Democratic Republic of the Congo
After nearly four decades of war and conflict, people living in the Democratic Republic of the Congo (DRC) face numerous barriers to accessing quality reproductive health services. Due to its vast size and poorly developed road and communication systems, family planning, maternal health, and other basic health services are extremely limited or altogether unavailable. Family planning helps prevent maternal morbidity and mortality, as well as assisting women and men to have the number of children they desire. Poor maternal health care has resulted in high maternal mortality, as well as the occurrence of obstetric fistula, a hole in the birth canal that results in chronic leakage of urine or feces, often caused by obstructed labor. Traumatic fistula—the same condition, but inflicted by sexual violence—is also common, due to the prevalence of gender-based violence in the DRC.
With women at the center of our mission in the DRC, EngenderHealth has a two-pronged approach to addressing the reproductive needs of poor and marginalized communities there. Since 2008, EngenderHealth has worked to improve the quality of and access to fistula care services in the DRC. From 2008 to 2013, we partnered with seven health centers and hospitals to train 44 doctors and 242 nurses in fistula repair surgery and 802 doctors and nurses in fistula counseling and follow-up care. Our work also included the improvement of emergency obstetric care and outreach to rural clinics, to ensure that women in need of medical attention were referred to the hospitals for repair.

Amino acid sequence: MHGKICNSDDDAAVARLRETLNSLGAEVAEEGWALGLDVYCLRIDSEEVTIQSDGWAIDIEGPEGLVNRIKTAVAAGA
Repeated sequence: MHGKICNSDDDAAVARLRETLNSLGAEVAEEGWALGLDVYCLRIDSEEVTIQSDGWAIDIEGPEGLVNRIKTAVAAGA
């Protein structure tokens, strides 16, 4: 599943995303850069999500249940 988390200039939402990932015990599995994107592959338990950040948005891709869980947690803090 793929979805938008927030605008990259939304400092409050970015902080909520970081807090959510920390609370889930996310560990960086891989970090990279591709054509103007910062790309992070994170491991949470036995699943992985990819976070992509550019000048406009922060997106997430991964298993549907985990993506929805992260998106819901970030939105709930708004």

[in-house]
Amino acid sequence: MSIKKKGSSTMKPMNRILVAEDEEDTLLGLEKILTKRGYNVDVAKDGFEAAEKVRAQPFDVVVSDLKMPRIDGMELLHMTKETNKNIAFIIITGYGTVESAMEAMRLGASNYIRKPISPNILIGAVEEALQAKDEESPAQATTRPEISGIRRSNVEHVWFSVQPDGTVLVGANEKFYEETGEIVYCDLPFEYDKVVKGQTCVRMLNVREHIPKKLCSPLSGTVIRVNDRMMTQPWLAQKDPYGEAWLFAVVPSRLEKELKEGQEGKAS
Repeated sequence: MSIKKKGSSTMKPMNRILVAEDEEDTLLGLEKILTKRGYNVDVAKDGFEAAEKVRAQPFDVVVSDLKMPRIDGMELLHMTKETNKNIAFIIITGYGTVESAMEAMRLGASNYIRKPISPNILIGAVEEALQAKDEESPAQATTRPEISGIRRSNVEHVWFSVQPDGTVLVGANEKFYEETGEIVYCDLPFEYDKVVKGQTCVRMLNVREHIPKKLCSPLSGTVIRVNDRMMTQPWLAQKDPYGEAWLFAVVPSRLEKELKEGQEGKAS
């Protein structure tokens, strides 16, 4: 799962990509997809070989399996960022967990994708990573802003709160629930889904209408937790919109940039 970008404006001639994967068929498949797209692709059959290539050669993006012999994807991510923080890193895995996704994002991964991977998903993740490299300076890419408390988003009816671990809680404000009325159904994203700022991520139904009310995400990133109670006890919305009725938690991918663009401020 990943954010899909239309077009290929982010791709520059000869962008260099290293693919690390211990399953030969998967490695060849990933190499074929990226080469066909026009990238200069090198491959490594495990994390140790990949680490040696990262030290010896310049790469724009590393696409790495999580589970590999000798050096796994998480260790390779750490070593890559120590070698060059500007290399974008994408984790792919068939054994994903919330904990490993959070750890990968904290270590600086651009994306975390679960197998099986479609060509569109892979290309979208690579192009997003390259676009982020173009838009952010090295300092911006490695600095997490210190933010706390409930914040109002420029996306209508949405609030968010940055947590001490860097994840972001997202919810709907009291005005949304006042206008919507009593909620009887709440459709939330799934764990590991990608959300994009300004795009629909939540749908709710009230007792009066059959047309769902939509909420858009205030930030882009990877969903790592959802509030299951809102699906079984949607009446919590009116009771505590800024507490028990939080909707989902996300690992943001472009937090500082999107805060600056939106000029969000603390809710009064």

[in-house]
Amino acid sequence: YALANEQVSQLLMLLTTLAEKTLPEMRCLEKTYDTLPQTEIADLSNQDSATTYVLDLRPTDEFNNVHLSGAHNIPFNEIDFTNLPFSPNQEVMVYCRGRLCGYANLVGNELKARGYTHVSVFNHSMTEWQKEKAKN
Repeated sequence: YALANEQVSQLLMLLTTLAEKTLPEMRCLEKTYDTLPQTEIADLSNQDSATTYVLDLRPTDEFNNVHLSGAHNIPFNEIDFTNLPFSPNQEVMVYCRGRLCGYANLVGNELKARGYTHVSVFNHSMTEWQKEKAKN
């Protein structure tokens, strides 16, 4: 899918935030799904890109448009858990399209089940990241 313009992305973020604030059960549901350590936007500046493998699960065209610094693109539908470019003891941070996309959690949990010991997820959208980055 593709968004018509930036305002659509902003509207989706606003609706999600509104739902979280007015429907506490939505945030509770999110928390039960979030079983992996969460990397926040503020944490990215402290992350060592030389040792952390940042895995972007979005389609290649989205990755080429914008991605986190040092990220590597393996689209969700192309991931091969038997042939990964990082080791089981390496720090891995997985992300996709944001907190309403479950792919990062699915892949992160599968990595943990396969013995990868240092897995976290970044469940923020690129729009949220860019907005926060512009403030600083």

Today, EngenderHealth continues to address fistula in the DRC with the Fistula Care Plus project. As our work expands, we are better able to address the backlog of women living with obstetric or traumatic fistula. We are also increasing the integration of family planning services with fistula and maternal health services as a key component of fistula prevention.On the family planning front, EngenderHealth’s Expand Family Planning Project (ExpandFP) supports the Ministry of Health in building capacity, improving quality, and expanding access to family planning services in communities in five health zones of Kinshasa (with more than 10 million inhabitants). In a country with a high fertility rate (6.6 lifetime births per woman) and high unmet need for family planning (30% of married women of reproductive age in Kinshasa alone), ExpandFP aims to address the gap in access to contraception. In the first two years of the project, nearly 33,000 women chose a contraceptive method, the majority choosing hormonal implants. The project previously conducted a research study on client perceptions of quality and choice, and is currently implementing a study to explore and provide evidence for establishing an internal hospital-based FP referral system and to analyze how cost affects clients’ use of FP services.